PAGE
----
Countries all around the world have set ambitious targets for the manufacture of components for electric vehicles (EVs), including lithium-ion batteries, to help meet the predicted demand for clean transportation options, but industry collaboration is needed to help ensure lithium-ion battery recycling is safer, efficient, and more sustainable.
According to magazine, a report from UK electric vehicle charging consultancy Versinetic, titled ‘Key Barriers to EV Charging Infrastructure Rollout’, highlights many of the issues facing the EV industry, not only the long-term issues of battery recycling.
However, there are many major opportunities for organisations to demonstrate their expertise and their resources in innovative solutions to solve the issue of what to do with the thousands of lithium-ion batteries that have reached their end of useful life.
According to the University of Warwick’s, Automotive Lithium-ion Battery Recycling in the UK report, it is predicted that by 2040, 339,000 metric tons of EV batteries will have reached the end of their average 11-year lifespan.
Adopted by the UK, the EU Battery Directive has the primary objective of minimising the impact of batteries and accumulators and waste batteries on the environment.
The directive states that for all lithium-ion batteries, a minimum of 50 per cent of their weight must be recycled at the end of life. This provides an opportunity for manufacturers, recycling organisations, and specialist battery processing companies to collaborate to ensure EV batteries can be easily, safely, and efficiently recycled for benefits to all.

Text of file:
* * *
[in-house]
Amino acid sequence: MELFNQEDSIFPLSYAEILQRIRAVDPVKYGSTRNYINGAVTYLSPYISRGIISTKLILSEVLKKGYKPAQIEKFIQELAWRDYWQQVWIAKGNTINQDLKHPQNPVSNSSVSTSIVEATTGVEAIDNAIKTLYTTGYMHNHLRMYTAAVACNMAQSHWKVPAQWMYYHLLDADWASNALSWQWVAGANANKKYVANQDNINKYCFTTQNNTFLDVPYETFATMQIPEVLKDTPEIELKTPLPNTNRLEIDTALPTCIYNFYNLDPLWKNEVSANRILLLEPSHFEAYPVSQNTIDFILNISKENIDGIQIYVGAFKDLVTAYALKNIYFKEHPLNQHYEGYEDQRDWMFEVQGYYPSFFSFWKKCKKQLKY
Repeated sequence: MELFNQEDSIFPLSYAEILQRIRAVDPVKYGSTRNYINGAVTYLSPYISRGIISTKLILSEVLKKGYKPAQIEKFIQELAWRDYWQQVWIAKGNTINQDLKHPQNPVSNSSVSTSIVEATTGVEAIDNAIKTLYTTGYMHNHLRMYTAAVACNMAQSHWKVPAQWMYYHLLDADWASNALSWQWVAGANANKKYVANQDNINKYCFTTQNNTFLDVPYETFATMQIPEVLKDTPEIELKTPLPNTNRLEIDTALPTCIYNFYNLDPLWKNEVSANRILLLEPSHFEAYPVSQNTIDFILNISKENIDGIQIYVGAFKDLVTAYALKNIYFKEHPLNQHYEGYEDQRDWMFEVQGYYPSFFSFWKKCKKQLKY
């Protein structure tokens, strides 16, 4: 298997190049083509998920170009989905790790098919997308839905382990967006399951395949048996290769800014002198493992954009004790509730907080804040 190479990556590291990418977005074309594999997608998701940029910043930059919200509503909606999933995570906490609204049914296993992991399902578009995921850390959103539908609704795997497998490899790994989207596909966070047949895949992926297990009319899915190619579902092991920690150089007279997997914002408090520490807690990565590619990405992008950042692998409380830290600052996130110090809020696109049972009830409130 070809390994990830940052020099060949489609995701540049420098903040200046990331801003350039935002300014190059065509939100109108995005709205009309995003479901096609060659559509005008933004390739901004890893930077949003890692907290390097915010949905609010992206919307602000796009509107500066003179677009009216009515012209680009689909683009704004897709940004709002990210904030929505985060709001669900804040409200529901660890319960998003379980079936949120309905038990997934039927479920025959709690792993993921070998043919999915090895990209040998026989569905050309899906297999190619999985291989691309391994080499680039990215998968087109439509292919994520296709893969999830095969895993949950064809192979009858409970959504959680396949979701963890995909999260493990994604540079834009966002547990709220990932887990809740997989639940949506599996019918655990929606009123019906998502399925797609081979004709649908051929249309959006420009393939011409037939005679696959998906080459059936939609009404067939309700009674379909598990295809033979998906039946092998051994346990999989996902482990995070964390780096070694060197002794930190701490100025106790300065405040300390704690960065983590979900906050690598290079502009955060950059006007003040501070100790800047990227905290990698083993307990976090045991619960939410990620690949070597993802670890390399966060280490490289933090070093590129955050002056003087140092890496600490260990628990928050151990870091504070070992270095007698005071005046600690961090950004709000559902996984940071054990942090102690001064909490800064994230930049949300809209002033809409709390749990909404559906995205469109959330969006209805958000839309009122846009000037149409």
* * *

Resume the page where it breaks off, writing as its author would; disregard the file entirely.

However, there are greater risks and hazards when dismantling EVs, compared to traditional petrol or diesel vehicles. EV batteries have a high voltage, and can also easily ignite during dismantling, leading to the release of highly toxic chemicals.
This means there needs to be an industry-wide commitment to the use of safer materials and standardisation into the way that batteries are produced and controlled, to make a significant difference to the safety and efficiency of the battery recycling process.
This calls for battery pack design to be prioritised to ensure that they can be easily dismantled at their end of their life, as well as an extension to the International Dismantling Information System (IDIS) to cover EV battery packs, providing full transparency as to the materials and component construction of EV batteries, ensuring that recycling is standardised.
Currently, many recyclers are sending EV batteries to Europe for end-of-life processing, but this is expensive and unsustainable. As the number of EV batteries increases, there needs to be a network of specialist companies able to undertake safe and effective lithium-ion recycling in the UK.
Without a doubt, within the next two decades, there will be many more EV batteries making their way to recycling, and they need to be handled safely and sustainably.
Going forward, governments need to develop new regulations that ensure a larger proportion of EV batteries are recycled. With the right investment, backed by legislation and a commitment from the entire industry, EV batteries in the UK can be recycled sustainably.
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